Therefore, I would ask this Court to affirm the decision of the Arkansas Supreme Court below or, in the alternative, to remand this case back to the Arkansas court, since by virtue of the Appellant's stipulation that they are not a newspaper and they're not one of the four generic types of publications exempted, that they've precluded a state determination or consideration as to whether they would fall into one of these categories and they've actually precluded the state courts from determining the parameters of those exemptions.
This Court I believe should not be asked to decide a major constitutional issue on an incomplete record, and that the better position or decision would be, if this decision cannot be affirmed, would be for this Court to exercise restraint and remand this case for development of the record fully.
Rebuttal of Anne Owings Wilson
Chief Justice Rehnquist: Thank you, General Clark.
Ms. Wilson, do you have something more?
Mr. Wilson: Yes, if it please the Court.
Attorney General Clark did make reference to a number of facts which are not in the record, and I did want to bring them to your attention.
One is he stated that there are two other publications in the state of Arkansas that also have paid sales tax.
There was nothing in the record to indicate that and I don't know where that came from.
I don't know which publications those could be.
Unknown Speaker: He didn't volunteer that.
That was in response to a question.
Mr. Wilson: Yes.
I think, though, that... I mean, if there are two publications, I think the situation was that one of them was taxable, admittedly taxable, but it hadn't had any revenue, so it hadn't actually paid tax.
The other I believe was a cockfighting magazine, which would have fit under the sports exemption.
And I really think that the taxes that it paid were on sales of cocks and cockfighting paraphernalia and not on the publications.
But I don't know, because the record was never developed on that point.
Unknown Speaker: Cockfighting?
Rebuttal of John Steven Clark
Mr. Clark: Cockfighting, yes.
I think that's correct.
Another fact that he mentioned that's not of the record and I don't know whether it's a fact or not is that 60 percent or more of a publication's revenue is from advertising.
There certainly is nothing in the record to that effect, and I don't actually know what the proportion of revenue from advertising versus subscription sales is in this particular case or in the industry generally.
Unknown Speaker: Ms. Wilson, could I ask you about your thesis that the state cannot in its management of its fisc, in either the imposition of taxes or, I suppose it would follow, in its disbursement of state funds, favor one subject over another, like sports or what-not.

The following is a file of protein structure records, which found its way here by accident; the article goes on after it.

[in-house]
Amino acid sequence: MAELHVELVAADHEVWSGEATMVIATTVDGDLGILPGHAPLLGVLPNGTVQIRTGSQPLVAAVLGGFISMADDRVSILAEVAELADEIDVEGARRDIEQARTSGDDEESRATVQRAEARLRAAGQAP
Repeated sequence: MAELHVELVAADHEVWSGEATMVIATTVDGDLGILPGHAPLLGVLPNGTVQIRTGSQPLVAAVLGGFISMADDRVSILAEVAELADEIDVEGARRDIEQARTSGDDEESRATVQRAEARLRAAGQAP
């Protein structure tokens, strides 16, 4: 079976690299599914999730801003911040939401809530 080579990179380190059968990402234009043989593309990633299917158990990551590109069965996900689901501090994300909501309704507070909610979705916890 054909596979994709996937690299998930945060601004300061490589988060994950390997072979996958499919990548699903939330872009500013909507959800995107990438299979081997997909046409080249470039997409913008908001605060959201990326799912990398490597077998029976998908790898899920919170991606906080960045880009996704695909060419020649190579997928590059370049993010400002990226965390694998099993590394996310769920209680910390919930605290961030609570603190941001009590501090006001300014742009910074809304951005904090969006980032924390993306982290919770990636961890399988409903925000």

That's essentially your thesis.
What do you do about, let's say, the Kennedy Center, which receives federal funds?
Now, that is solely subsidizing one form of speech, right, the dramatic arts?
Presumably it's also favoring only particular subjects, namely the subjects of the particular plays and shows that are presented at the Kennedy Center.
Now, is that as much a violation of the Constitution as you say granting a tax exemption for sports is?
Rebuttal of Anne Owings Wilson
Mr. Wilson: Well, the Court has made a distinction between subsidies of that sort versus classifications which burden types of speech.
And probably the best example of each of those is Regan versus Taxation with Representation on the one hand and on the other hand Regan versus Time, Inc., where the Court found that the government could not discriminate on the basis of the type of content in allowing publications to publish pictures of dollar bills in that case.
And in Regan versus Taxation with Representation, where organizations which engaged in lobbying were denied 501(c)(3) exemptions, the Court in that case found that that type of benefit was not subject to a compelling state interest, but rather to a rational basis, and that the government could provide subsidies for the Kennedy Center, the Smithsonian Institute, things of that sort.
Unknown Speaker: Well, why is this different?
Could Arkansas provide a subsidy to have a sporting show in Little Rock?
Mr. Wilson: Yes, I think it could, yes.
Unknown Speaker: At which there would be, you know, speeches and all the communication that goes with that.
It's essentially a communicative activity.
Mr. Wilson: Certainly.
Unknown Speaker: Well, why can't it foster the sales of sporting magazines then, if it wants, so long as it's not trying to stamp out your magazine?
Mr. Wilson: Well, it probably does subsidize the Razorback magazine or something like that, in that there is probably a sports publication at the University of Arkansas which is subsidized by the state.
The state subsidizes student newspapers and things of that sort.
It's a very common thing to do that, and that's certainly very different from something which burdens people, you know, that are similarly situated, people in the same marketplace.
Unknown Speaker: But they're not burdening anybody.